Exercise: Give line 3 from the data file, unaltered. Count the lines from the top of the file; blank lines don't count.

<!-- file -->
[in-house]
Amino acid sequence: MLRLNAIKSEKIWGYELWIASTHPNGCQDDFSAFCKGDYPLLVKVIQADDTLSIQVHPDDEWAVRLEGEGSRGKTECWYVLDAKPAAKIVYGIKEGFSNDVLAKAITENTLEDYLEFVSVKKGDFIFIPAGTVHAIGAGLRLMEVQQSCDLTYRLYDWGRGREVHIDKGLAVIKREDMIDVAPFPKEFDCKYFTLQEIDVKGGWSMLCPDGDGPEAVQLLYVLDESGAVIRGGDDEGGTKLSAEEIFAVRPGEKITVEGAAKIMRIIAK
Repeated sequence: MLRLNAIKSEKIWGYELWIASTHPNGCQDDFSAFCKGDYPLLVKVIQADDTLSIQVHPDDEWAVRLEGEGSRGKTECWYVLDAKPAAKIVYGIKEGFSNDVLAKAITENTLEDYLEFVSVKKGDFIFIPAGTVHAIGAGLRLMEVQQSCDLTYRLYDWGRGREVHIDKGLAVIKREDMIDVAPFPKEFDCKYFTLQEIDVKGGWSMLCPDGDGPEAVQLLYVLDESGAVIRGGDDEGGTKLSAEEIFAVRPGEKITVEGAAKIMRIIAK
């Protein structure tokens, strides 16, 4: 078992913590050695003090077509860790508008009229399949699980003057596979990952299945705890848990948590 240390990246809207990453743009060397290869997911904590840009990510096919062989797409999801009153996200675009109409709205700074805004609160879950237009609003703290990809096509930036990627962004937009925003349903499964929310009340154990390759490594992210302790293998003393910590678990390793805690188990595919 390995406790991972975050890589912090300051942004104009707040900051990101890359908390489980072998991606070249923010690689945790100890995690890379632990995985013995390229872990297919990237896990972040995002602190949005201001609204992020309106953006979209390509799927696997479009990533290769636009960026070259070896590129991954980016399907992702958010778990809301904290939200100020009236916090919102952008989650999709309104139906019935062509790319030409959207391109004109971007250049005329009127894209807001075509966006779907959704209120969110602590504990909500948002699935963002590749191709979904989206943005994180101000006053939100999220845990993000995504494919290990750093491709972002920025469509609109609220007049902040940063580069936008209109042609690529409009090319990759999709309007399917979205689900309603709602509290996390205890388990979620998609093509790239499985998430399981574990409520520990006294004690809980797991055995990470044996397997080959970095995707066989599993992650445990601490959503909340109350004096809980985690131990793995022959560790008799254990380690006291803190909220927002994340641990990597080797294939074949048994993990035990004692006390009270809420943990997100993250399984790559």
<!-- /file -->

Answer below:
Repeated sequence: MLRLNAIKSEKIWGYELWIASTHPNGCQDDFSAFCKGDYPLLVKVIQADDTLSIQVHPDDEWAVRLEGEGSRGKTECWYVLDAKPAAKIVYGIKEGFSNDVLAKAITENTLEDYLEFVSVKKGDFIFIPAGTVHAIGAGLRLMEVQQSCDLTYRLYDWGRGREVHIDKGLAVIKREDMIDVAPFPKEFDCKYFTLQEIDVKGGWSMLCPDGDGPEAVQLLYVLDESGAVIRGGDDEGGTKLSAEEIFAVRPGEKITVEGAAKIMRIIAK